Imatges de pÓgina

You vain, whom youth and pleasure guide
Awhile the bliss suspend;

Like yours, his life began in pride,

Like his, your lives shall end.


Behold his wretched corse with sorrow worn,
His squalid limbs with ponderous fetters torn;
Those eyeless orbs that shock with ghastly glare,
These ill-becoming rags - that matted hair.
And shall not Heaven for this its terrors show,
Grasp the red bolt, and lay the guilty low?
How long, how long, Almighty God of all,
Shall wrath vindictive threaten ere it fall!



As panting flies the hunted hind,
Where brooks refreshing stray;
And rivers through the valley wind,
That stop the hunter's way.

Thus we,

O Lord, alike distrest,

For streams of mercy long;

Those streams which cheer the sore opprest,

And overwhelm the strong.



But, whence that shout? Good heavens! amazement all! See yonder tower just nodding to the fall;

See where an army covers all the ground,

Saps the strong wall, and pours destruction round!

The ruin smokes, destruction pours along,

How low the great, how feeble are the strong!
The foe prevails, the lofty walls recline -

O, God of hosts, the victory is thine!


Down with them, Lord, to lick the dust;
Thy vengeance be begun :

Serve them as they have serv'd the just,
And let thy will be done.



All, all is lost. The Syrian army fails,
Cyrus, the conqueror of the world, prevails!
The ruin smokes, the torrent pours along,
How low the proud, how feeble are the strong!
Save us, O Lord! to thee, though late, we pray,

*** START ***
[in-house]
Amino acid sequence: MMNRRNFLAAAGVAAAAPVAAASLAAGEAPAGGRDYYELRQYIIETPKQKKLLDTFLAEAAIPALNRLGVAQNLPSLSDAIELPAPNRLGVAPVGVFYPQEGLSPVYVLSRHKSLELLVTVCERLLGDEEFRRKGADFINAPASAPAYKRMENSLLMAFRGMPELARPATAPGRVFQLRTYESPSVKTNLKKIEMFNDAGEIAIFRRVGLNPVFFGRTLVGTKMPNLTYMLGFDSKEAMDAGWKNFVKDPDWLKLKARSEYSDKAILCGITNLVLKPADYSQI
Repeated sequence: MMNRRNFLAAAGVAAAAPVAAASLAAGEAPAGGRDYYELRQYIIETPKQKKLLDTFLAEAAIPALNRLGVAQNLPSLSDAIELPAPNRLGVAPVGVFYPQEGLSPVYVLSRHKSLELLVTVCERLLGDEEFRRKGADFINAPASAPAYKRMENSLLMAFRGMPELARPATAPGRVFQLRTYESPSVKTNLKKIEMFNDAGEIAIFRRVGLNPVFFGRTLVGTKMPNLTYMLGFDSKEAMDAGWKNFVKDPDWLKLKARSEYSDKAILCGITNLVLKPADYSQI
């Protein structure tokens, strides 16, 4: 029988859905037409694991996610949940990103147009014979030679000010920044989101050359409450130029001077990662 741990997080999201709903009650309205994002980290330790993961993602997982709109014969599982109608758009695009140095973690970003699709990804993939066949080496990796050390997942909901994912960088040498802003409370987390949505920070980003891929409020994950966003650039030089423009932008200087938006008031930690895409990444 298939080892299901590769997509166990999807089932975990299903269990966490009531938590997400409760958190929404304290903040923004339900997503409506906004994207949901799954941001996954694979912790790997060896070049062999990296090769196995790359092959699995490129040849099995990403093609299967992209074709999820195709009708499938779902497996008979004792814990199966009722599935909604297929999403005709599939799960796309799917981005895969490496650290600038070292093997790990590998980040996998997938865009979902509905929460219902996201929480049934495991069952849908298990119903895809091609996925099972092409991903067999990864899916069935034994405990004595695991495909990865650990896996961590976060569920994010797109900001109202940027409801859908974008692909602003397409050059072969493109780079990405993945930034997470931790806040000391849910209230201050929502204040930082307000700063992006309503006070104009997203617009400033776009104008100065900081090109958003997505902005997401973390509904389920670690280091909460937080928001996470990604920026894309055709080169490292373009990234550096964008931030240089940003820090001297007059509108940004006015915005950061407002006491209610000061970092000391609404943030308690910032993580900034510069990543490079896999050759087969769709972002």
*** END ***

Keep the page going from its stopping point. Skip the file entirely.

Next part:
And give repentance but an hour's delay.

First and Second PRIEST.

Thrice happy, who in happy hour
To heaven their praise bestow,
And own his all-consuming power
Before they feel the blow.



Now, now 's our time! ye wretches bold and blind,
Brave but to God, and cowards to mankind;

Too late you seek that power unsought before,
Your wealth, your pride, your kingdom, are no more.


O, Lucifer, thou son of morn,

Alike of Heaven and man the foe;

Heaven, men, and all,

Now press thy fall,

And sink thee lowest of the low.


O, Babylon, how art thou fallen!

Thy fall more dreadful from delay!
Thy streets forlorn,

To wilds shall turn,

Where toads shall pant and vultures prey.



Such be her fate! But listen! from afar

The clarion's note proclaims the finish'd war.
Cyrus, our great restorer, is at hand,
And this way leads his formidable band.
Give, give your songs of Zion to the wind,
And hail the benefactor of mankind:
He comes pursuant to divine decree,
To chain the strong, and set the captive free.
Chorus of YOUTHS.

Rise to transports past expressing,
Sweeter from remember'd woes;
Cyrus comes, our wrongs redressing,
Comes to give the world repose.

Chorus of VIRGINS.

Cyrus comes, the world redressing,
Love and pleasure in his train;
Comes to heighten every blessing,
Comes to soften every pain.


Hail to him with mercy reigning,

Skill'd in every peaceful art;
Who from bonds our limbs unchaining,

Only binds the willing heart.

Last Chorus.

But chief to Thee, our God, defender, friend,
Let praise be given to all eternity;

O Thou, without beginning, without end,
Let us, and all, begin and end in Thee.



Or old, when Scarron his companions invited,